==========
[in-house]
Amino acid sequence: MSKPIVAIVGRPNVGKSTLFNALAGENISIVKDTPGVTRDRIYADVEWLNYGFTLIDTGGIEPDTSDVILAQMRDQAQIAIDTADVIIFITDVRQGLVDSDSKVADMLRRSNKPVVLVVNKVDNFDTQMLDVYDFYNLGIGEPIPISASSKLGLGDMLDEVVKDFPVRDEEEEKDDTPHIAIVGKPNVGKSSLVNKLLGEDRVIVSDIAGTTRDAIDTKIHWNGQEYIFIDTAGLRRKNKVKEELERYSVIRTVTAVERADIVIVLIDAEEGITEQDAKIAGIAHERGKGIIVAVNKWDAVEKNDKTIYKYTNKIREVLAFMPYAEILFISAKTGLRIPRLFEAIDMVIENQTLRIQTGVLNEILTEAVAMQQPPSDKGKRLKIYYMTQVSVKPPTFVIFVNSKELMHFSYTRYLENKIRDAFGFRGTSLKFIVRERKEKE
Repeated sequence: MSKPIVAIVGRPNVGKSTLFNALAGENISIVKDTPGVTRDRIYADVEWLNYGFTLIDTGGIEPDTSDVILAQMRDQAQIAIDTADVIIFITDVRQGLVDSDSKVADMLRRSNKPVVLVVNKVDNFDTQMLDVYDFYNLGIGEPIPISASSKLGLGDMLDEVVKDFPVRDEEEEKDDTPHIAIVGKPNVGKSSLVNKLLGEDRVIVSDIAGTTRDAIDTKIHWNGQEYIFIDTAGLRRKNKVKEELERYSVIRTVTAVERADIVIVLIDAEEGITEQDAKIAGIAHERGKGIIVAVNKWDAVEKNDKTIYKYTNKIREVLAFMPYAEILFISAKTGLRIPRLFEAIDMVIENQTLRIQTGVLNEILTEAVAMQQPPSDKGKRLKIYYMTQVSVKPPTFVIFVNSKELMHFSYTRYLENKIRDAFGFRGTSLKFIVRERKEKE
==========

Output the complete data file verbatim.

[in-house]
Amino acid sequence: MSKPIVAIVGRPNVGKSTLFNALAGENISIVKDTPGVTRDRIYADVEWLNYGFTLIDTGGIEPDTSDVILAQMRDQAQIAIDTADVIIFITDVRQGLVDSDSKVADMLRRSNKPVVLVVNKVDNFDTQMLDVYDFYNLGIGEPIPISASSKLGLGDMLDEVVKDFPVRDEEEEKDDTPHIAIVGKPNVGKSSLVNKLLGEDRVIVSDIAGTTRDAIDTKIHWNGQEYIFIDTAGLRRKNKVKEELERYSVIRTVTAVERADIVIVLIDAEEGITEQDAKIAGIAHERGKGIIVAVNKWDAVEKNDKTIYKYTNKIREVLAFMPYAEILFISAKTGLRIPRLFEAIDMVIENQTLRIQTGVLNEILTEAVAMQQPPSDKGKRLKIYYMTQVSVKPPTFVIFVNSKELMHFSYTRYLENKIRDAFGFRGTSLKFIVRERKEKE
Repeated sequence: MSKPIVAIVGRPNVGKSTLFNALAGENISIVKDTPGVTRDRIYADVEWLNYGFTLIDTGGIEPDTSDVILAQMRDQAQIAIDTADVIIFITDVRQGLVDSDSKVADMLRRSNKPVVLVVNKVDNFDTQMLDVYDFYNLGIGEPIPISASSKLGLGDMLDEVVKDFPVRDEEEEKDDTPHIAIVGKPNVGKSSLVNKLLGEDRVIVSDIAGTTRDAIDTKIHWNGQEYIFIDTAGLRRKNKVKEELERYSVIRTVTAVERADIVIVLIDAEEGITEQDAKIAGIAHERGKGIIVAVNKWDAVEKNDKTIYKYTNKIREVLAFMPYAEILFISAKTGLRIPRLFEAIDMVIENQTLRIQTGVLNEILTEAVAMQQPPSDKGKRLKIYYMTQVSVKPPTFVIFVNSKELMHFSYTRYLENKIRDAFGFRGTSLKFIVRERKEKE